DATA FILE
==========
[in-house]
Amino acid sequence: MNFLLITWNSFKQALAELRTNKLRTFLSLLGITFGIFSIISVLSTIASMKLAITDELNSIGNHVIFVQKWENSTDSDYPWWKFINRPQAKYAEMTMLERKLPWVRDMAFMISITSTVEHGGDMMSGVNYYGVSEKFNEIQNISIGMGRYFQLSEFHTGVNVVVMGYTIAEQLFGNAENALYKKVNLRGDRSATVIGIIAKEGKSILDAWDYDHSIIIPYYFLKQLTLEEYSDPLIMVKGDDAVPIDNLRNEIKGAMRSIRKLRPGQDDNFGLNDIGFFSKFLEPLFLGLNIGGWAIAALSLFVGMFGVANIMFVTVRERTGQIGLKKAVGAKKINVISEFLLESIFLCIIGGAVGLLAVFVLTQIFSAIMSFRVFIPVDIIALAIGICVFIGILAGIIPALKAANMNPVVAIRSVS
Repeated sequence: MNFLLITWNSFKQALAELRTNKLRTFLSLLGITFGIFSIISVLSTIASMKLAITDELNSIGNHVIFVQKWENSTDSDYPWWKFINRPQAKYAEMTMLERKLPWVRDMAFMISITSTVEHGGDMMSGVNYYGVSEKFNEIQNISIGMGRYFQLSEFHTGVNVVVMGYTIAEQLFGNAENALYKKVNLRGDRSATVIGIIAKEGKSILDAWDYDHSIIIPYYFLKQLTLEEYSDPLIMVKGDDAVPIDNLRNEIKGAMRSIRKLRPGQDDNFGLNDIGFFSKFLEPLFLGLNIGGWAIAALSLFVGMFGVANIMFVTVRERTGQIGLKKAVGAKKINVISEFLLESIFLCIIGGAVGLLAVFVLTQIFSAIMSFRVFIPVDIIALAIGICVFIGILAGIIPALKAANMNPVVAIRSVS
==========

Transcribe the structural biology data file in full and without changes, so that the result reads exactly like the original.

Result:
[in-house]
Amino acid sequence: MNFLLITWNSFKQALAELRTNKLRTFLSLLGITFGIFSIISVLSTIASMKLAITDELNSIGNHVIFVQKWENSTDSDYPWWKFINRPQAKYAEMTMLERKLPWVRDMAFMISITSTVEHGGDMMSGVNYYGVSEKFNEIQNISIGMGRYFQLSEFHTGVNVVVMGYTIAEQLFGNAENALYKKVNLRGDRSATVIGIIAKEGKSILDAWDYDHSIIIPYYFLKQLTLEEYSDPLIMVKGDDAVPIDNLRNEIKGAMRSIRKLRPGQDDNFGLNDIGFFSKFLEPLFLGLNIGGWAIAALSLFVGMFGVANIMFVTVRERTGQIGLKKAVGAKKINVISEFLLESIFLCIIGGAVGLLAVFVLTQIFSAIMSFRVFIPVDIIALAIGICVFIGILAGIIPALKAANMNPVVAIRSVS
Repeated sequence: MNFLLITWNSFKQALAELRTNKLRTFLSLLGITFGIFSIISVLSTIASMKLAITDELNSIGNHVIFVQKWENSTDSDYPWWKFINRPQAKYAEMTMLERKLPWVRDMAFMISITSTVEHGGDMMSGVNYYGVSEKFNEIQNISIGMGRYFQLSEFHTGVNVVVMGYTIAEQLFGNAENALYKKVNLRGDRSATVIGIIAKEGKSILDAWDYDHSIIIPYYFLKQLTLEEYSDPLIMVKGDDAVPIDNLRNEIKGAMRSIRKLRPGQDDNFGLNDIGFFSKFLEPLFLGLNIGGWAIAALSLFVGMFGVANIMFVTVRERTGQIGLKKAVGAKKINVISEFLLESIFLCIIGGAVGLLAVFVLTQIFSAIMSFRVFIPVDIIALAIGICVFIGILAGIIPALKAANMNPVVAIRSVS